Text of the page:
I have also been given instructions about hearing confessions. This includes the possibility that a priest may hear confessions outside – and one suggestion is that priest and penitent should sit back to back! This takes me back to the days when I was a tutor for the Catholic Marriage Advisory Council. We had a technique for people pretending to have a telephone conversation: we would make them sit back to back so they couldn’t see each other. Perhaps confessions by telephone will be the next stage?? (I’m not sure about security!)
I have been asked to add a notice about the Church collection. I have so far not done so, because I know that many of you will be worried about your finances, and I had no wish to add to your burdens. However, I have now received a directive from the diocese that all parishioners must be encouraged to make their contribution by standing order or electronic means if possible. I can provide the parish Bank details to anyone who would like to donate in that manner – many of you already do so (and I am very grateful indeed). I can provide standing order mandates for anyone else who wishes – please just ask. When public celebration of Mass resumes, the collection must not be taken in the usual way. Baskets can be at the Church door for people to put their offering in as they enter or leave the Church – and obviously these boxes must be under the watchful eye of a steward at all times! The collection then has to be put into a sealed bag and left for 72 hours. When it is counted, the counters must wear gloves, and the counting must be done in a well ventilated area.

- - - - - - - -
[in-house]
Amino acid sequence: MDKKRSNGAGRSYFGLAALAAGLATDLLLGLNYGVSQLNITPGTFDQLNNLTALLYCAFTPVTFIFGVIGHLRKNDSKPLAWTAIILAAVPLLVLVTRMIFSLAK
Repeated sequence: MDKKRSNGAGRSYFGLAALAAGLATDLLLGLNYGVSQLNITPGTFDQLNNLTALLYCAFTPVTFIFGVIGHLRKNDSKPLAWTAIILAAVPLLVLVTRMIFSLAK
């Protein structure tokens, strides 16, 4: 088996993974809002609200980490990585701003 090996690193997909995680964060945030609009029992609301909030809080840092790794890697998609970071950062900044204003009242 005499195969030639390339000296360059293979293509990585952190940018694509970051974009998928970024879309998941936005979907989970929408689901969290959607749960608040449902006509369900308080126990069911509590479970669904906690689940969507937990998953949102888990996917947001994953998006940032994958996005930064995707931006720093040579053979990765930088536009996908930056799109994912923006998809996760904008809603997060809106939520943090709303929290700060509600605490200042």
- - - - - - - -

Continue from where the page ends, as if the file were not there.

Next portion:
I know that many of you who have ‘planned giving envelopes’ have been putting money in each week – and that is very good of you. When we can meet again, please bring the envelopes to Church and they can be added to the ‘sealed bag’ as above! This gives a different dimension to ‘filthy lucre’.
LACY “Leicestershire Active Catholic Youth” will be holding their next on line by Zoom meeting on Wednesday 1st July at 7.30 p.m. A warm invitation is extended to anyone interested in helping us put together new ideas to share “Faith and Fun” with our young people. Our recent “Via Lucis” Stations of the Resurrection, held on the feast of Pentecost, via Zoom, was well supported and as our meeting is also on line this may be an opportunity for you to share some time with us! The ID is 753 4350 3073 and the password is 2j2bGp. We look forward to seeing You! More information if required from email@example.com.
This week I will celebrate Mass at approximately 9am each day for the following intentions:
Sunday Feast of St. Peter and St. Paul: for the people fo the Parishes; Monday Intentions of A and M Bunyan; Tuesday the people of the parish (Mass in time of pandemic); Wednesday Lesley Hudson RIP; Thursday Intentions of Mrs U Murray; Friday John Scattergood RIP; Saturday Anne Kemp RIP; next Sunday People of the Parishes.